My :secret-corgi: giftee requested something “inspiring.” She’s a person I’ve met in design huddles but have never worked with directly, someone I don’t chat with every day. But no doubt, she is a bada** person, designer, leader, and mother. I had just finished reading Becoming, Michelle Obama’s memoir about her journey from a young girl to the woman we know today and thought this would be a great book that could inspire my :secret-corgi: to always be her most honest and authentic self. And what else do you need when you are being inspiring and constantly inspired? A pocket-size notebook with an amazing pen and a cup to hold all the liquids you need to stay hydrated and caffeinated. My own :secret-corgi: knew of my love of tea and got me two amazing blends, one even a Vietnamese blend in honor of my heritage (I’m pretty sure I’ve never come across a distinctly Vietnamese tea blend before), along with some rocking socks
I’ve been with Ad Hoc around 6 months, and I’ve been really impressed by the company’s effort and focus on building a fun, tight-knit culture in a remote-first workforce. The holiday gift exchange is just another example. The interest form for my recipient said she liked coffee, things about cats, and pink stuff (among other things), so when I saw a pink coffee cup with an interesting cat pattern on it, I was excited to package it up a deliver a laugh to a co-worker I hadn’t even met yet. For me, I shared how much I liked cooking, and I received my gift (a package of various finishing salts) just as I was starting to cook dinner. I chatted a thanks to my Secret Santa and used them for dinner that night.
Being a remote worker can sometimes get lonely. It’s rare that we find ways to connect in real life with our work colleagues. Participating in the gift exchange was a great way to help connect us as a team and help spread a little joy in each other’s lives. And Cindy is awesome and I am so glad I get to work with her and OMG DID YOU SEE WHAT SHE SENT ME!?
My favorite gifts to give are ones that foster creativity and help people achieve their dreams. I happened to pull the name of a co-worker who I’d already been having conversations around creativity with. So when I pulled her name, I waited until we had another creative conversation scheduled and listened for what might make a good gift. She mentioned wanting to take a drawing class. As a happy coincidence creativebug.com was having a gift subscription sale that put 3 months of classes into the range of our magic corgi limit!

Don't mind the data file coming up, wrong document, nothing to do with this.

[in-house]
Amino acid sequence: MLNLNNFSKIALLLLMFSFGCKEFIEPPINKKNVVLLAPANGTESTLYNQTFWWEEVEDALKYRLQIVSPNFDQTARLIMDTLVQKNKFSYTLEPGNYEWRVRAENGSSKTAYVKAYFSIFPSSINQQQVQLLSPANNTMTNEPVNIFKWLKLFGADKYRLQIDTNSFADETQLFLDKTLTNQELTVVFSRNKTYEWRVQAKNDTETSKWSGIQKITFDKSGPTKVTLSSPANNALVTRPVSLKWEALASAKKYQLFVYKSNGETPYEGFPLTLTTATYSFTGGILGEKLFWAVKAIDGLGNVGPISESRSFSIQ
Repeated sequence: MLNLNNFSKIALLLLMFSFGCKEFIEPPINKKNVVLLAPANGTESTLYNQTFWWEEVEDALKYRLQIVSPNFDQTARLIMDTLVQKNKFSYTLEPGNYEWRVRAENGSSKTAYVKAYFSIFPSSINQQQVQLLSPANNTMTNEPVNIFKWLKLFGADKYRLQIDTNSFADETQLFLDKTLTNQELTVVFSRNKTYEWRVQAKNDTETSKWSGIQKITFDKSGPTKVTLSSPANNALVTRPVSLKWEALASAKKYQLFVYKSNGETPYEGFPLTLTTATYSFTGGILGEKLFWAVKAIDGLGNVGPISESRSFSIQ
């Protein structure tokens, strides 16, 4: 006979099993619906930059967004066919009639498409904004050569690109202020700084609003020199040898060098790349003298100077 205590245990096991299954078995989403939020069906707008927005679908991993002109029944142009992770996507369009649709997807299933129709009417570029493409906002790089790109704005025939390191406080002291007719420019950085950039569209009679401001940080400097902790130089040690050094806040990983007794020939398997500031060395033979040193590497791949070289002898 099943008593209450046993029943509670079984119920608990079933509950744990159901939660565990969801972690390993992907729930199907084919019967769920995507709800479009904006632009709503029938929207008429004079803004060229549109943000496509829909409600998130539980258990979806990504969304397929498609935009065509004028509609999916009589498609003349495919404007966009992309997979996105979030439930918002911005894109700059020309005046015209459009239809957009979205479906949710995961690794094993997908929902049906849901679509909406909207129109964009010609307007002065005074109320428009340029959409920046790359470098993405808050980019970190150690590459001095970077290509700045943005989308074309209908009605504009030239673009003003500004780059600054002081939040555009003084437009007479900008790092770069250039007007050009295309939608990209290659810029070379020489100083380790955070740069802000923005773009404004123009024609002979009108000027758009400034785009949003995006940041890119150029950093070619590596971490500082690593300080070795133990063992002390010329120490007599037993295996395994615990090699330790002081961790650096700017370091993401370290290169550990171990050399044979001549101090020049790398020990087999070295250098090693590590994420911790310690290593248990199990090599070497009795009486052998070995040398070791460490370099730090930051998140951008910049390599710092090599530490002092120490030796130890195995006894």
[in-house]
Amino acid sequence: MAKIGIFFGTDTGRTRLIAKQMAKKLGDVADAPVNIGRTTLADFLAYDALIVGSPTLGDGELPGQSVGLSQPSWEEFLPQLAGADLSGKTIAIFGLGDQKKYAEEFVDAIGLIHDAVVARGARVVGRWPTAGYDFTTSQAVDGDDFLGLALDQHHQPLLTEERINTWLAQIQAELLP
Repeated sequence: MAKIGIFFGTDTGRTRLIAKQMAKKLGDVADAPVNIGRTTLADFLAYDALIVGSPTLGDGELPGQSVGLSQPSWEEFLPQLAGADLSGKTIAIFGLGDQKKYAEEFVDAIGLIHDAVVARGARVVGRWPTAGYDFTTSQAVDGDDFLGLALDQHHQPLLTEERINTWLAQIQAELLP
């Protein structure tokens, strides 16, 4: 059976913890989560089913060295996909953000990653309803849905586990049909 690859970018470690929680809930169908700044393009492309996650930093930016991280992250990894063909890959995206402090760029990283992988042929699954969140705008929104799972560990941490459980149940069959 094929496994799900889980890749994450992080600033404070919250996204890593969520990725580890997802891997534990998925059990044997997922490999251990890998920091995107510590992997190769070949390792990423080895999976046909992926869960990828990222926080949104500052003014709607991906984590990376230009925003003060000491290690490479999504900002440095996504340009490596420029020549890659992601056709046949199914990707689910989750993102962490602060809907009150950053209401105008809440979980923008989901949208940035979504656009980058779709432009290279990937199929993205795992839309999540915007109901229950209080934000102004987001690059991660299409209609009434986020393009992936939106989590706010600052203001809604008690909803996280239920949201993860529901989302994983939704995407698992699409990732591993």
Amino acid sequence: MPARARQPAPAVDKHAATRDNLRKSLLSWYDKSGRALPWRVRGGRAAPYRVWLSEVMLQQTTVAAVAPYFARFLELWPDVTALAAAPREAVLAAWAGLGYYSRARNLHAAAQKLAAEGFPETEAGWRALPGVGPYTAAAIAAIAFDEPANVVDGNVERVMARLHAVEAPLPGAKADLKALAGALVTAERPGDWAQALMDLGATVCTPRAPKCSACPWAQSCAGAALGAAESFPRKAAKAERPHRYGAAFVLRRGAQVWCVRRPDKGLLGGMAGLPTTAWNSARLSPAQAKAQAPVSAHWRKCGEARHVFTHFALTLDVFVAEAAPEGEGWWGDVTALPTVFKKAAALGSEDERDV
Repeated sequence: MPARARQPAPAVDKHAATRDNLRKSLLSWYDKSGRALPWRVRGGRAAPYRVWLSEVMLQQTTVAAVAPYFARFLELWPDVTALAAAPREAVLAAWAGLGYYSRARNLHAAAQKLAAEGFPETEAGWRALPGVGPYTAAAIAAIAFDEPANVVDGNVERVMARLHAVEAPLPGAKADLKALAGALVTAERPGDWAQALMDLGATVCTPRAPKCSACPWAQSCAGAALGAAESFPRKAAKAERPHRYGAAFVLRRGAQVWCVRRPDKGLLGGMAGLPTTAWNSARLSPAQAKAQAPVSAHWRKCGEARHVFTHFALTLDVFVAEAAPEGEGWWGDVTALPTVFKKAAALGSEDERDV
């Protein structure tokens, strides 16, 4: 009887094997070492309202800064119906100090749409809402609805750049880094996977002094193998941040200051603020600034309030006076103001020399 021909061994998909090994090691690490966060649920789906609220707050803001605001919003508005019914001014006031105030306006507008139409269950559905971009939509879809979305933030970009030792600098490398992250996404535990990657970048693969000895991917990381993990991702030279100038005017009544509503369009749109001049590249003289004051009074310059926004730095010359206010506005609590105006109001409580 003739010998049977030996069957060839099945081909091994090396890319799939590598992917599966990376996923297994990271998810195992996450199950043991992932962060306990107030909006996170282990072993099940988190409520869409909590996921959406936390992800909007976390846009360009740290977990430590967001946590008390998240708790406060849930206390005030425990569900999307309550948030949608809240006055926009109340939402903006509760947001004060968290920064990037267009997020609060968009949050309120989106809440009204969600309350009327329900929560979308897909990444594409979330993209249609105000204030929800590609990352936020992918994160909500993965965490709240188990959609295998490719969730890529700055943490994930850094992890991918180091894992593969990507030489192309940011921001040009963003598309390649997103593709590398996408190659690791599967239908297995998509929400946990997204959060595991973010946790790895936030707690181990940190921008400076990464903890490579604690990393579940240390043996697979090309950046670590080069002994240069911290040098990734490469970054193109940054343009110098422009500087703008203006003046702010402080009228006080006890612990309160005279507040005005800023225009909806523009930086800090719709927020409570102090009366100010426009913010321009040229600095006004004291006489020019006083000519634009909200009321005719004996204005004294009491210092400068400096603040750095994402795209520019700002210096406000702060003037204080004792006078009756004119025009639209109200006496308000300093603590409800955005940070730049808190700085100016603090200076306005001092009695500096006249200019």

As a giver:
I’d only been with Ad Hoc for a couple of months, so I was worried about not knowing enough about my teammates to buy someone a personalized gift. But once I received my giftee, I had a lot of fun learning more about her so I could find something just for her. I snooped around on our random Slack channels to find out more about her and what she might like. I hope she was happy with her gift!
As a receiver:
Since our teammates are scattered across 37 states, we had a chance to share our local treasures with someone across the country. I gifted tea that was sourced from war-torn countries around the world by a small company located about 10 minutes from my home in Texas, and I was gifted snacks that are popular in my Secret Santa’s hometown in California.
I normally run from enforced corporate jollity, especially Secret Santa, but I stunned myself and voluntarily joined up. My Secret Santa sent me gifts that are his favorites, which he wanted to share and thought I’d enjoy. I got two great presents but also received a third when I found out about our shared interests. I figured out who he is, and we had a great chat. Working 100% remotely can be isolating, no matter how much you love it, and our Secret Santa experience was a fun community builder. Thanks to our Secret Santa Chief Director Elf (SS CDE) for organizing!
A sampling of our gifts